CAN I EXPECT MY CHILD TO DO WELL IN MATH WHEN I
NEVER DID EITHER?
Extensive research has been done in the past decade indicating that attitudes displayed by female students toward math slowly change as they mature. Typically, female students enjoy math in the early school grades, and falter in their interest and enthusiasm as they approach middle school age. The causes for this attitude change are multiple and varied.
To stop the math avoidance syndrome first evaluate the child for skills achieved and skills missing. Detailed a profile of the various skills at each grade level, then establish a studentís personal learning plan. Experience has shown that seating children at a table with a certified instructor and two or three students of similar age, each with his own prescription, achieves maximum progress if, as the lessons progress one varies the format while interacting frequently with each student and checking constantly for understanding.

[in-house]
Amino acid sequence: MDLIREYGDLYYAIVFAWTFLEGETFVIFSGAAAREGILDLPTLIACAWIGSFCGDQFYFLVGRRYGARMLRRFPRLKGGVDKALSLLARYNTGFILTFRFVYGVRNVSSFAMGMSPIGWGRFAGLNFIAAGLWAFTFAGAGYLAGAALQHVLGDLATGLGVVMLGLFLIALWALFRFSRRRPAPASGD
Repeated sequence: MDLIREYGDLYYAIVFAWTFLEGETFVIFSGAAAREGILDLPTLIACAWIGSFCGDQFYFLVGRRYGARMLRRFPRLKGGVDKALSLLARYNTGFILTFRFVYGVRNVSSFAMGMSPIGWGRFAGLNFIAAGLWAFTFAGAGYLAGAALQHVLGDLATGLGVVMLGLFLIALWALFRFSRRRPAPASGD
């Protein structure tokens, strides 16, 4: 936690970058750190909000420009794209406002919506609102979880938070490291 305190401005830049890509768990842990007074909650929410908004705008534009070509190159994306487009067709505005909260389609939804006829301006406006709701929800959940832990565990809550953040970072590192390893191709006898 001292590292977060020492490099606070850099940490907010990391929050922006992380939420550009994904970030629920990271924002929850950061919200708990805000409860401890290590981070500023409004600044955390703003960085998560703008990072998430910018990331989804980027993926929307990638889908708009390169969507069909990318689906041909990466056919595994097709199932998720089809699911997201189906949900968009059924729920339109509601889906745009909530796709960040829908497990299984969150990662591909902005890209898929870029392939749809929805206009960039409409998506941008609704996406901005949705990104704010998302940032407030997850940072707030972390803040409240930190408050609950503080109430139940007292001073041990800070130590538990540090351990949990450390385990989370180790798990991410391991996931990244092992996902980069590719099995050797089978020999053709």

As incremental successes charge the atmosphere with energy, curiosity and eagerness each student tackles progressively more difficult work and experiences success time after time, day after day. The results of constant checking for understanding, encouragement and reward bring out the fun side of learning, and a new attitude toward math. This is an excellent way to turn the tide, halt the traditions of math avoidance and pave the way to the future and all the math-related technology it will hold.
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